After being struck by that “bolt from the blue” and being assigned to the Design Center, Tatara is currently in charge of supersport models—his favorite motorcycles—at the Planning Design Division. “I study and analyze color schemes and 3D designs for models destined for developed markets. More specifically, I develop the stories and strategies for those models in order to decide on their shapes and colors. For example, why is this bike blue? What’s the reasoning for going with blue? What are the technical difficulties? How can that blue be used for other products? The logic behind all these factors must be solid before you pass it on to designers to have them actually sketch or render things. So I help bring the design together, but then I also have to butt heads with a lot of other people to push through a design. I’m a sort of ‘shield’ for the professional designers when people from all the relevant development divisions question why a design or color is the way it is.”
Once the direction for the colors and 3D form is set, it is implemented with models in the same product family meant for other markets and with different displacements. In other words, Tatara shoulders a heavy responsibility in that he is tasked with essentially creating trends for Yamaha Motor Design on a global level. “It’s not just styling,” he says. “I personally keep in mind the shapes and ease of maintenance with a bike’s mechanicals. Being a racer myself, I’m always taking my motorcycle apart, so I always end up thinking at work about the owners or dealer mechanics that will eventually work on a bike’s maintenance.”
While seemingly out of place in design at first glance, the powers of logical organization and calm analysis that Tatara learned at law school, the negotiating skills he acquired in sales and—more than anything—his hardcore love of motorcycles actually become his strongest merits when it comes to design planning.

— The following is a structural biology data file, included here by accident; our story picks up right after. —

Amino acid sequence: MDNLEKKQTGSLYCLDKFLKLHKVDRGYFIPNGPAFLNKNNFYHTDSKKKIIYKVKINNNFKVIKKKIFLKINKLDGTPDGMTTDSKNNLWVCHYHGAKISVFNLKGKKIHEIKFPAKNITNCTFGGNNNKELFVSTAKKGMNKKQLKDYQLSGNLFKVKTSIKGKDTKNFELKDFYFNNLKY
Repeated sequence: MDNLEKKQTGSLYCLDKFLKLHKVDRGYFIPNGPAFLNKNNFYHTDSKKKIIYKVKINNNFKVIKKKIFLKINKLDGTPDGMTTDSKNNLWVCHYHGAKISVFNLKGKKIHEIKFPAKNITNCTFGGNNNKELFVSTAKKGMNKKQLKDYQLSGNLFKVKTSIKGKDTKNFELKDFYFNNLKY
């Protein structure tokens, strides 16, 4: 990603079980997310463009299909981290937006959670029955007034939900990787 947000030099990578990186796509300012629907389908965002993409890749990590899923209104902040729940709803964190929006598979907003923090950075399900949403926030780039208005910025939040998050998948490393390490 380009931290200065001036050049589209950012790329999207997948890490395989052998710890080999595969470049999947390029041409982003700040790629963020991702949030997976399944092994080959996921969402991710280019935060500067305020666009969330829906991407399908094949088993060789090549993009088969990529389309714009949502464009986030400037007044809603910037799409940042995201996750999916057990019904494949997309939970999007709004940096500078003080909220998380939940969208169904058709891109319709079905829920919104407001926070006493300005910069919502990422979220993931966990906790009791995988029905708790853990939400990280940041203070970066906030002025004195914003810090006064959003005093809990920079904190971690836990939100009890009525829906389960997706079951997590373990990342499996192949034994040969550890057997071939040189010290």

Gotta Pay to Play

Just because Tatara is a Yamaha employee doesn’t mean he gets his bike parts for free—all his racing expenses come out of his own pocket. “I have to buy tires, oil and parts all the time, then there’s the race entry fees, expenses for practicing at three or four track days a month, and then paying highway tolls and gas just for getting to and from the track. Racing definitely sucks up money. And I recently just bought a brand-new R6 to race in the 600cc class, so now I’m spending even more! It’s a little ridiculous, but I’m probably spending about one-third of my yearly salary on racing,” he says with a wry smile. Yamaha does have a company racing team for which it provides a range of support for, but Tatara simply prefers to go racing on his own. “I could just join the company racing team, but I enjoy setting up, tuning and riding the bike myself, even if it costs money. If I want to try something, I can do it myself and all the results I get come down to me. Racing’s more rewarding for me when you can’t make any excuses. That’s why I like all-out sprint races more than endurance racing.”

While he talks, Tatara looks at the track conditions. It had been raining heavily at Suzuka all morning. “I don’t mind racing in the wet. Since you have to take it easy in the turns, winning or losing depends on the bike’s acceleration on the straights, so for racers like me that don’t weigh that much, we get a slight advantage,” he says confidently.
The announcement finally comes over the loudspeakers that practice will start soon, and the pits start to buzz with activity. “Okay, here I go!” Tatara says as he eagerly puts on his helmet and heads out onto a wet Suzuka Circuit pit lane.